Culture, experience the difference for UCF softball entering NCAA tournament
Fresh off a second straight American Athletic Conference tournament championship, UCF softball is entering the NCAA tournament looking to make more noise in the postseason.
The Knights have won 13 games in a row and 21 of their last 24 dating to the end of March.
This season, however, hasn’t always gone as smoothly as it is right now for UCF.
The Knights opened March at 9-8 before eventually falling to 10-13 overall. UCF was able to enter the start of AAC play at 18-16 but found itself riding a 3-game losing streak heading into a Wichita State series that was challenging enough on its own.
The Shockers won two out of three games in Orlando as the Knights stumbled to open league action.
UCF coach Cindy Ball-Malone began to question herself about the non-conference schedule she put together.
“It was a tough schedule,” she said. “Sometimes it felt like not the greatest decision.”
Eleven of UCF’s 37 non-conference opponents made the NCAA tournament, with four (Georgia, Duke, UCLA and Alabama) selected to host a regional as a top-16 national seed.
Despite the self-doubt, things began to click for the Knights in April. The team dropped just one game following March 26, and the confidence returned.
“When you get to this point, you really believe in it and trust the process,” Ball-Malone said. “It was the best decision for us.
“Not only the opponents we played but the travel schedule that we had, the game times and the atmospheres that we played in all have prepared us for what we’re going to go up against this weekend.”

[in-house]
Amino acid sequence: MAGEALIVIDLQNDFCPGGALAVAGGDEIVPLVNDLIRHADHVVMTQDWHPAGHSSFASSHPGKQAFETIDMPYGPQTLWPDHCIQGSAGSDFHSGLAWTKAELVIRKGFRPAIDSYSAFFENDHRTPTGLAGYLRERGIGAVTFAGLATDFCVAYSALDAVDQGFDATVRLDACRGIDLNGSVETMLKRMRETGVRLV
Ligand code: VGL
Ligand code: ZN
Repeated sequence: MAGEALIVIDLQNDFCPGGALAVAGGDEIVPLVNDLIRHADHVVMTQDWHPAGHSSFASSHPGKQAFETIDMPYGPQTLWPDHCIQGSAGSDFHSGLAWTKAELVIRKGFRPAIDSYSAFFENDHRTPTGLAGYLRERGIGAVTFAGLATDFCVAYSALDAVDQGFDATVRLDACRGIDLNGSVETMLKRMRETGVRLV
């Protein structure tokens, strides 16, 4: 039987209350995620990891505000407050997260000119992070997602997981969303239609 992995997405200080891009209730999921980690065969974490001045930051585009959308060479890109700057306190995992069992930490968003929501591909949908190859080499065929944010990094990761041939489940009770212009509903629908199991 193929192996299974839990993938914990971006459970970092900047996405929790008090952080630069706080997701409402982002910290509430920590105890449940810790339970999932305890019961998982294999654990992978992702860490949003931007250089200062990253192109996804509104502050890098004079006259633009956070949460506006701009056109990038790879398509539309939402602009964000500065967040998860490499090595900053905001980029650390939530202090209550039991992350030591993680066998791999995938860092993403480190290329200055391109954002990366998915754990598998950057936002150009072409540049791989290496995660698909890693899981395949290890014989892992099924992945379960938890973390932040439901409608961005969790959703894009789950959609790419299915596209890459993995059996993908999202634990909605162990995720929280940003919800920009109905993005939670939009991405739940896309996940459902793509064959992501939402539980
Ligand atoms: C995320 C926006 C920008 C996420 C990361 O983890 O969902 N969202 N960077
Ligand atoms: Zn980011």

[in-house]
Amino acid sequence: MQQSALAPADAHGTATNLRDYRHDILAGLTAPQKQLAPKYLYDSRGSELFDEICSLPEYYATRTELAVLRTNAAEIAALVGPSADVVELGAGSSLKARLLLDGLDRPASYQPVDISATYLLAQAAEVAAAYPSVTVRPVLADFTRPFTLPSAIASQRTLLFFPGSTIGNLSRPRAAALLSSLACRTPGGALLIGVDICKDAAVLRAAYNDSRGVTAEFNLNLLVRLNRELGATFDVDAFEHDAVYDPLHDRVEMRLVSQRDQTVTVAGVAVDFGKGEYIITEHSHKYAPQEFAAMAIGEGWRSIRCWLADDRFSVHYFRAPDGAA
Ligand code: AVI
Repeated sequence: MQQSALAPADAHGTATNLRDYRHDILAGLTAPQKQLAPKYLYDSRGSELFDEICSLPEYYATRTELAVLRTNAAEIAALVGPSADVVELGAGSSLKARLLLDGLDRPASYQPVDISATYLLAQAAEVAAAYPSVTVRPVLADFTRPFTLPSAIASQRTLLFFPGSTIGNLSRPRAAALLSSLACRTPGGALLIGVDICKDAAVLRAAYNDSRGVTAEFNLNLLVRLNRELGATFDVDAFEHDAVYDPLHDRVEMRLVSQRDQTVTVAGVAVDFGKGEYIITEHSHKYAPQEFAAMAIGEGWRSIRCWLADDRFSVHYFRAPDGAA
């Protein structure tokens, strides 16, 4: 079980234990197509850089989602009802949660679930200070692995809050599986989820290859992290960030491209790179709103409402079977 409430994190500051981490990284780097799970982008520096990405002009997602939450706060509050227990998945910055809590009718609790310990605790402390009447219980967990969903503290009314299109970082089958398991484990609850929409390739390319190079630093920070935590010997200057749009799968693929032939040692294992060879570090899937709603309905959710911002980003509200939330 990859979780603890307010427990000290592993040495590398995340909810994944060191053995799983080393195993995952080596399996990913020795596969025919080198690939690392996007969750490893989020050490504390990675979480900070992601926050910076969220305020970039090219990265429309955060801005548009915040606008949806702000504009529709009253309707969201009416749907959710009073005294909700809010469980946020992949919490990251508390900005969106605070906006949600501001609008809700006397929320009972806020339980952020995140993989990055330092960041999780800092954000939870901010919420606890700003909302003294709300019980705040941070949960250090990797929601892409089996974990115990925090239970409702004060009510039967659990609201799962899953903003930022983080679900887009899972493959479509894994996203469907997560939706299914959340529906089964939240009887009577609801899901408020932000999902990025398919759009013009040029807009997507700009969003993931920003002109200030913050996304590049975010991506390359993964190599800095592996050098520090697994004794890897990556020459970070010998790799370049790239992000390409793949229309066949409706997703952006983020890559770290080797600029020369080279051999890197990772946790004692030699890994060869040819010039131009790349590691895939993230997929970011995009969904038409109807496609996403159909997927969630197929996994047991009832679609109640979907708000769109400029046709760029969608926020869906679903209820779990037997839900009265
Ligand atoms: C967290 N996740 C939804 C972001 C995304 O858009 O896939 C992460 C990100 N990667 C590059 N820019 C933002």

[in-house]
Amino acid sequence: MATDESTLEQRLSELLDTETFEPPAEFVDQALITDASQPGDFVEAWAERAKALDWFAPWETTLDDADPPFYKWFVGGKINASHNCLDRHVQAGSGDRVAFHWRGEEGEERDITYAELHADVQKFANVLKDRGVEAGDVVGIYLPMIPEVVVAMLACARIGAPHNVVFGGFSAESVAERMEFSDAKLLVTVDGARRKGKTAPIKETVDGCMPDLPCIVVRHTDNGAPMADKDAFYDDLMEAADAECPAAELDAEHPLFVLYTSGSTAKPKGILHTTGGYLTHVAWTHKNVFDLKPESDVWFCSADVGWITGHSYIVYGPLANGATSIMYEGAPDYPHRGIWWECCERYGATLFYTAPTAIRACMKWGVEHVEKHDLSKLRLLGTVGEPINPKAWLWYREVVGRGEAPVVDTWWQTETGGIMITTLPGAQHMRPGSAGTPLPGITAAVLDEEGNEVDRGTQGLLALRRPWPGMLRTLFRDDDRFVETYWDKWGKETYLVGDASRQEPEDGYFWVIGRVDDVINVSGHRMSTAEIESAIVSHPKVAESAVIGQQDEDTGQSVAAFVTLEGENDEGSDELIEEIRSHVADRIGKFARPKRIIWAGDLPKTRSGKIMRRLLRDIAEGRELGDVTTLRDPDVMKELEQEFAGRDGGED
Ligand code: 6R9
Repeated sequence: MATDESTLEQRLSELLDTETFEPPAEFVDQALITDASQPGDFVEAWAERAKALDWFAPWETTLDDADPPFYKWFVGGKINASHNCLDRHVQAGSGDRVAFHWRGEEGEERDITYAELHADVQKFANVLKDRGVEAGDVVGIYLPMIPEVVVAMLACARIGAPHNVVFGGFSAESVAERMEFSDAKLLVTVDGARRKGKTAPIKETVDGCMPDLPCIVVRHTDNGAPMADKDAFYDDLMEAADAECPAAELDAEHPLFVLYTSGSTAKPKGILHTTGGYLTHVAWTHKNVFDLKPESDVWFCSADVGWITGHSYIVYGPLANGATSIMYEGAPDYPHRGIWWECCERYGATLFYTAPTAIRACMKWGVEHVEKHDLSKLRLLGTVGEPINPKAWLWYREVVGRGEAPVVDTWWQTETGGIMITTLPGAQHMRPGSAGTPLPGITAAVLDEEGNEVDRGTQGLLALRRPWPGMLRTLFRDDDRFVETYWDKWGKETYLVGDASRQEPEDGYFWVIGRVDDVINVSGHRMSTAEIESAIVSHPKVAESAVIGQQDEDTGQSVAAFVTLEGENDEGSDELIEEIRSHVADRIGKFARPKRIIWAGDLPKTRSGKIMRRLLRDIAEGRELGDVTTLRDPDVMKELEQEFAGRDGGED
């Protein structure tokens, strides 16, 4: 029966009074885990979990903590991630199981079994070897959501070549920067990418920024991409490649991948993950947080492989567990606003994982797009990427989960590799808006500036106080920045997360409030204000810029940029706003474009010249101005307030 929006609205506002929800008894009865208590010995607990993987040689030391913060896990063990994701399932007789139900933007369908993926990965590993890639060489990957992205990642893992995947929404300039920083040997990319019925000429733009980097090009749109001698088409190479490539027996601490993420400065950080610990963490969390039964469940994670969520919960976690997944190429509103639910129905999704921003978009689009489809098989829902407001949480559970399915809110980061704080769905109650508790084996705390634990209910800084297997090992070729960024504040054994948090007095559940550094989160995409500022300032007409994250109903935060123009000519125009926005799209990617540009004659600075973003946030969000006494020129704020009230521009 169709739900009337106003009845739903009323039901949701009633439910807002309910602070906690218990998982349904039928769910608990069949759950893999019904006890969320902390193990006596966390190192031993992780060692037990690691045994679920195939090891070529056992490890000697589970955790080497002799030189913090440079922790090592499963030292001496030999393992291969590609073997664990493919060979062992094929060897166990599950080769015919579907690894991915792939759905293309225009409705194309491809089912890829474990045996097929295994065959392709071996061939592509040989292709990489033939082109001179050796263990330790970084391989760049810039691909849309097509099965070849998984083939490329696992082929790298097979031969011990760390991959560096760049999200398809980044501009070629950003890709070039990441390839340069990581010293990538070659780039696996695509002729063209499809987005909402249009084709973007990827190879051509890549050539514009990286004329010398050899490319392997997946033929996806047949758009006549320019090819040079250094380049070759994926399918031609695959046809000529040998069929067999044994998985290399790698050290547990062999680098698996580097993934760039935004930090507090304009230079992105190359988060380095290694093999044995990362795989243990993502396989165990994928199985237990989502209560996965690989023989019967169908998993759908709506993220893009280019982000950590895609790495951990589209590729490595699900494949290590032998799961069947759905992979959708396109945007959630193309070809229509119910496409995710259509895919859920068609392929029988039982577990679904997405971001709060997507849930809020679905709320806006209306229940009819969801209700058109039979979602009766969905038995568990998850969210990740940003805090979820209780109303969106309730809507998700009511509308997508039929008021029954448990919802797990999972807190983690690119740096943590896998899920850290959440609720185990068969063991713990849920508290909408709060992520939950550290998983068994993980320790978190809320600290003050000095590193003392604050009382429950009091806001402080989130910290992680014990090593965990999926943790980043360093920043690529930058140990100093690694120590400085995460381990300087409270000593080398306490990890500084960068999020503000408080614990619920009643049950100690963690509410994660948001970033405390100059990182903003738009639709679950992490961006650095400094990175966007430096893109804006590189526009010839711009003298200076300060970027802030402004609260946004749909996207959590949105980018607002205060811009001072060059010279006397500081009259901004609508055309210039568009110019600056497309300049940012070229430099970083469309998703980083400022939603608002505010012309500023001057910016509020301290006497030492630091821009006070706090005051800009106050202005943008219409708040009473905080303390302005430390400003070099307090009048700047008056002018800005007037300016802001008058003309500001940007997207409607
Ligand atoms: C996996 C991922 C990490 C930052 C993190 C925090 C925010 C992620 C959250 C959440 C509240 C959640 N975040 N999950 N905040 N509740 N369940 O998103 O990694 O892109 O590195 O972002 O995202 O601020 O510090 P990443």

The Knights now have to put the regular season and AAC title behind them and focus on advancing to a Super Regional for the second year in a row.
In order to do so, UCF will have to advance out of the Tallahassee Regional, which will be hosted by No. 3 national seed FSU this weekend. The Knights are joined by Marist and South Carolina, the latter of whom they’ll face Friday night.
“I said right after the American tournament that we’re prepared to play anybody and in the postseason, it doesn’t really matter who you’re playing [because] it’s tough and your best game is required,” Ball-Malone said.
UCF is familiar with its first opponent, South Carolina. The teams have played each other five times in the past two seasons.
The Knights are also not strangers to the host Seminoles. UCF traveled to the NCAA Tallahassee Regional in 2015 and 2021 and the sides have met in the regular season over the years, too.
That experience is huge for the team, according to first baseman Shannon Doherty.
“A few of us on the team were at that Tallahassee Regional two years ago,” she said. “Having that experience and having that knowledge of what exactly to expect is going to be huge for us because we’re going to be able to share with people that have never been there before.”
UCF will look to ride the arm of AAC pitcher of the year Sarah Willis, who was named the league tournament’s most outstanding player after going to the distance twice en route to the conference title.
“Just like Kama Woodall last year, the rise ball is developing and coming in at the right time,” Ball-Malone said. “I’m expecting her to just pick up right where she left off.”
Willis has help, too.
“We also have a dynamic pitching staff, so I feel really good about how they complement each other and all of the experience they’ve had the entire year.”
Despite the challenging start to the season, the Knights never turned on each other. In fact, they did the opposite and returned to their winning ways from a season ago.
Ball-Malone credits the program’s culture.
“Culture starts with an idea from the head coach and the rest of the coaching staff but our athletes and our women really put it into play,” she said. “For our women to really buy into who we are and understand that it’s not about ‘me’ and ‘I’ — it’s about how far we can get this team to go — it’s really difficult in today’s age.”
That culture along with the team’s experience is what makes this team confident — and dangerous — entering the NCAA tournament.
“We’re going to be a tough out because we’re versatile,” Doherty said. “We’ve got everything there is. I don’t think you can ever count us out.”
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